Video games have evolved leaps and bounds since the days of Frogger and Pac Man. Game play is more involved, characters are more lifelike, and some scenes feel like you are watching a movie. Just about everyone has at least one game on their phone and somehow kids who cannot read know exactly where to find Candy Crush and Angry Birds. In this digital age, video games have remarkable applications. They help people cope with Post Traumatic Stress and manage pain. Surgeons who play video games have better hand-eye coordination than their colleagues who do not play. Video games also improve memory skills, are used as a training tool, and can reduce anxiety and depression symptoms. With all of these great things video games can do, what could be so bad?
What if playing video games takes over other aspects of your life? The word “addiction” will often make you think of drugs, alcohol, shopping, or even food. Did you know experts say video games create the same reactions in the brain as drug and alcohol addiction? People who are experiencing video game addiction can also be violent after playing video games or if their game is taken away. A recent trend shows some cases of domestic violence and child abuse connected to people who had a video game addiction. In extreme cases, children have died of neglect because of their parents’ video game addictions.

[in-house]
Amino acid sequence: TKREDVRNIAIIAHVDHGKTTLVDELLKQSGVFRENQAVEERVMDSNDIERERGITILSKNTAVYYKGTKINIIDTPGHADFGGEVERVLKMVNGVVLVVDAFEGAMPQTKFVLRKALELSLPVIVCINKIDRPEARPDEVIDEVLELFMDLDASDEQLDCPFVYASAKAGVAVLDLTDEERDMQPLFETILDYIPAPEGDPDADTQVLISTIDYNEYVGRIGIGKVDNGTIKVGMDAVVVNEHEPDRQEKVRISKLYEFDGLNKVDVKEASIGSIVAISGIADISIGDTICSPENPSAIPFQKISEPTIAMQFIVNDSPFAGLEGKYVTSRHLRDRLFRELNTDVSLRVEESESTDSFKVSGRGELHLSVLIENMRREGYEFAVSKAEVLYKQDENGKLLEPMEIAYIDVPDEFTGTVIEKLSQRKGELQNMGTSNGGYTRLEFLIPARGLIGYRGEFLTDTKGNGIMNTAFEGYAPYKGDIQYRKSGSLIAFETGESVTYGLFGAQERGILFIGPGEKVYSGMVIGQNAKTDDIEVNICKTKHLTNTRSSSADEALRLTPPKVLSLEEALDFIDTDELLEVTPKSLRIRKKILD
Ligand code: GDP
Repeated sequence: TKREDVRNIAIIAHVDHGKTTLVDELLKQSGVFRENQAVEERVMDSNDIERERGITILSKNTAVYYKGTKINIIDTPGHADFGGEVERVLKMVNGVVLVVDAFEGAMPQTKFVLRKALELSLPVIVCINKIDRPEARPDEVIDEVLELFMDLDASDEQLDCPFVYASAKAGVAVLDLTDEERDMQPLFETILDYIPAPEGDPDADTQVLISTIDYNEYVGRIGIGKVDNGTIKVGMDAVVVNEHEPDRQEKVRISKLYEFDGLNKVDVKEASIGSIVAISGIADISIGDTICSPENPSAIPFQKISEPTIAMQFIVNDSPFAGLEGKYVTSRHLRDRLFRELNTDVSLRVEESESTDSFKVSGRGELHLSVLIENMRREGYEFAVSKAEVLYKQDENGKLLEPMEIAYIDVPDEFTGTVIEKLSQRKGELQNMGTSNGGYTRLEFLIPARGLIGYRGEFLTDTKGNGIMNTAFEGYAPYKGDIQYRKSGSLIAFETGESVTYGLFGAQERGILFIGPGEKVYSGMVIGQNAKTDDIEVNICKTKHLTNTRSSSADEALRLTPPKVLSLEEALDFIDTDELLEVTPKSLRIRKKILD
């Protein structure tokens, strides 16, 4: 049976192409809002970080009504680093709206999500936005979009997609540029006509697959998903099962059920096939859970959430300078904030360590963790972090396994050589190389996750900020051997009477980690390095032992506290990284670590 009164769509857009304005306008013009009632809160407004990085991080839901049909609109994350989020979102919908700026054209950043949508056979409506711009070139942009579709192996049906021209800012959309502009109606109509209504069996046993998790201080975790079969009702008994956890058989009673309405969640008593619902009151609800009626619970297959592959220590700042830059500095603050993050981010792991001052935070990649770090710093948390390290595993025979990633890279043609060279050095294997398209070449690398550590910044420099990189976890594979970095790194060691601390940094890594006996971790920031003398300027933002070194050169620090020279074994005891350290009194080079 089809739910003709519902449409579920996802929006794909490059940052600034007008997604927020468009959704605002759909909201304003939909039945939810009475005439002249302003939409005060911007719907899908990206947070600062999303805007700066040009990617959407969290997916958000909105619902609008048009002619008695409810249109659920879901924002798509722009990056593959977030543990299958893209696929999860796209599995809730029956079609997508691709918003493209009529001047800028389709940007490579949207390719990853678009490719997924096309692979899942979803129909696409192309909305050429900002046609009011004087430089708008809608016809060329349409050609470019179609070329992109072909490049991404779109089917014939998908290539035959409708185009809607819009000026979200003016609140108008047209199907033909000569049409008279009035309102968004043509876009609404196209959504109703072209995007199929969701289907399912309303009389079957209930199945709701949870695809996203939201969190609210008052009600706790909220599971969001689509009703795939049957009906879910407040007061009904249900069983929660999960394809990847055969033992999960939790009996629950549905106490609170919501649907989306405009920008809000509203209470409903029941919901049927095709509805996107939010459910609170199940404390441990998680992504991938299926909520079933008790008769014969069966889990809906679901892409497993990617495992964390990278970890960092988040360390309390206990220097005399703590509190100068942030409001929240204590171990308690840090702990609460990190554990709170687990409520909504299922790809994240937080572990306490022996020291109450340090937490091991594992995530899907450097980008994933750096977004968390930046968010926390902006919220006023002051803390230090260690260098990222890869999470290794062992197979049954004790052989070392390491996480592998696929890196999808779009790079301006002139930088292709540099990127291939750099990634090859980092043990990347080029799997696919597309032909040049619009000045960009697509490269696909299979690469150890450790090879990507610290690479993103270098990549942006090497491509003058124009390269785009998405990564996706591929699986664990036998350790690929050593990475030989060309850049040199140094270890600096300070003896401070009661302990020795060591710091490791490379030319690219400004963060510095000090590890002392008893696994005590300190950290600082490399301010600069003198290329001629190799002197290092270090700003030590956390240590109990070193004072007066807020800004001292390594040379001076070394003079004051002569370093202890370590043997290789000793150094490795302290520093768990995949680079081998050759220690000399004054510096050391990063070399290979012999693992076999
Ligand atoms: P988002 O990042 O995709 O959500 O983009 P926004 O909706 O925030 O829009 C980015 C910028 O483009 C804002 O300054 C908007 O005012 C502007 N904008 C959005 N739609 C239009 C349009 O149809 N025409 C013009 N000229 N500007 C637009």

Video game and electronic distractions are becoming more prevalent in younger children. Children who play video games excessively have displayed increased autistic-like symptoms, such as decreased empathy, communication skills, and athletic ability. As always, the key is moderation. Parents should monitor the amount of time that children spend in front of any screen whether it is playing video games, using the Internet, or watching TV. Be aware of warning signs of video game addiction in yourself, your partner, or your children. Look for signs such as using video games as a way to escape problems, skipping homework or household chores to play video games, doing poorly in school or at work because of playing video games, or spending excessive amounts of money on video games or gaming fees. For more information or help, reach out to your local Prevention and Education Specialist with the Family Advocacy Program.
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